Being effective in managing energy in effective ways is not an easy task to do. The fact that burnout is considered to be one of the primary drivers of employee absence and widely considered to be the number one health threat to employees speaks for itself. To deal with these health issues, companies now deliver different types of mindfulness training, which all have a focus on mindfulness meditation. These training sessions have been shown to positively affect people’s well-being and ability to deal with stressful situations. Of course, these training sessions are in a way reactive as they have been implemented after the problem emerged. A more direct and preventive way is to create leadership in combination with an organisational system that serves as an almost unlimited source of energy. In addition, leadership building the right conditions for people to blossom also requires that the purpose and ambition of the company is clearly defined and endorsed by its members. Being clear about the purpose will bring resilience when unexpected changes have to be faced. It is clear that such a work culture may succeed by beginning each new business journey with the necessary energy and at the same time work on the ability to continuously be successful in meeting new challenges to ensure stability and viability on the long-term.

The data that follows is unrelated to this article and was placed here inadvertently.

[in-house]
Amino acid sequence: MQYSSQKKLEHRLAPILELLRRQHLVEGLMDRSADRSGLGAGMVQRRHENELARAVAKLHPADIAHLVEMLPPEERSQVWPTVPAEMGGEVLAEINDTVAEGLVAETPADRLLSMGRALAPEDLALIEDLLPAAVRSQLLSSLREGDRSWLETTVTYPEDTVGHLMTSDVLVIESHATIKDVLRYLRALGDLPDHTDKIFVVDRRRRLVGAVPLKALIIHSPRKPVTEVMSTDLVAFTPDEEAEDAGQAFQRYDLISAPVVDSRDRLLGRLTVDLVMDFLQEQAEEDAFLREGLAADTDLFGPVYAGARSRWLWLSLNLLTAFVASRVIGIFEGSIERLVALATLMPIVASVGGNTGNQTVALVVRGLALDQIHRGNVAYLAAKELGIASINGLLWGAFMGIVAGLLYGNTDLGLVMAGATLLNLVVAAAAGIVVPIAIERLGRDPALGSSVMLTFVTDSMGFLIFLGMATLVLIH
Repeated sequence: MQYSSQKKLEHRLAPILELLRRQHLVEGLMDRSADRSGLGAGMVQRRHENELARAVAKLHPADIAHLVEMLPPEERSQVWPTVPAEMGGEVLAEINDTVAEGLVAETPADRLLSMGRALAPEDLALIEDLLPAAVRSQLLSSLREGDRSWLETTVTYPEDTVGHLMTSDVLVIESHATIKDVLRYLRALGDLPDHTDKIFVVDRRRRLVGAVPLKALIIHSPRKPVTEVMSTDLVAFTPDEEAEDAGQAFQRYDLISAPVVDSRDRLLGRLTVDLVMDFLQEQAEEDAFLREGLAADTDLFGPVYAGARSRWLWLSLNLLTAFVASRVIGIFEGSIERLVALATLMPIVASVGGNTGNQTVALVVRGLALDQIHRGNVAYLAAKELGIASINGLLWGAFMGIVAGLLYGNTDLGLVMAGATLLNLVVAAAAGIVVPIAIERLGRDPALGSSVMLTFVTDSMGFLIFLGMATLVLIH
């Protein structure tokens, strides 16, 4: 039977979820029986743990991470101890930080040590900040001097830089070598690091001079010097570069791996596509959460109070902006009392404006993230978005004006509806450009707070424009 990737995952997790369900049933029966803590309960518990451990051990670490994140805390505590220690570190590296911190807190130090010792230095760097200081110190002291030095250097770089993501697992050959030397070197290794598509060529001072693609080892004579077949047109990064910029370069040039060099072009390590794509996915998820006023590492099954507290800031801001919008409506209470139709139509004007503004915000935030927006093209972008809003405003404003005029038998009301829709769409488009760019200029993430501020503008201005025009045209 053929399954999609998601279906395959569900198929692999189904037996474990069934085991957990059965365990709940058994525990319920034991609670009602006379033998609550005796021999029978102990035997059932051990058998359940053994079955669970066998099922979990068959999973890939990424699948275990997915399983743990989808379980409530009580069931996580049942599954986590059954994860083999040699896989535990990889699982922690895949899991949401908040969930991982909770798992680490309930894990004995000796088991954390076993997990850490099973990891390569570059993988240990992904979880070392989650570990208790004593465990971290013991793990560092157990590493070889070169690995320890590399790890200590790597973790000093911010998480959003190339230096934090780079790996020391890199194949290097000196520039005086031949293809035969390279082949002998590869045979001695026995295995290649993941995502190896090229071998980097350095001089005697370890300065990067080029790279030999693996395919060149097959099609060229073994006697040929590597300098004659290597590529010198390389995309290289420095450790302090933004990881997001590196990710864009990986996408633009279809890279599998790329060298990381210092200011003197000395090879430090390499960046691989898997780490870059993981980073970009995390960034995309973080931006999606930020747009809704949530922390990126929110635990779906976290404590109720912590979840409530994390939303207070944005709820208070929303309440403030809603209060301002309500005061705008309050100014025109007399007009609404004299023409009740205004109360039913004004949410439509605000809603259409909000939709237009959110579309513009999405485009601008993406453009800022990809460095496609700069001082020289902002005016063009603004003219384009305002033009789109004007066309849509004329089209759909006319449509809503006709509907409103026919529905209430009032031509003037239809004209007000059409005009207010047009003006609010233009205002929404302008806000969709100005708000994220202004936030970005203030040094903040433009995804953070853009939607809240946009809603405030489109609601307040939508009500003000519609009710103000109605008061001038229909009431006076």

As such, in my view the notion of organisational vitality includes a focus on two important elements. The first element concerns the state that organisational members are in. Do they feel strong and energetic to take up the challenges and be actively involved? The second element concerns the competencies to extend the energy that is present in all living things into the future. Can organisational members sustain their level of energy to show the needed resilience for future challenges? These two elements require a kind of leadership that is able to elicit sources of energy in their followers but at the same time also to teach those same followers to regulate their levels of energy in a sustainable way. Recently, these leadership abilities to install organisational vitality have been summarised in the notion of spiritual leadership. Spirituality can be seen as referring to leadership being open and empathic to others, concerned with people’s growth beyond one’s professional skills, and opposite of employing a controlling and sometimes manipulative way of leading.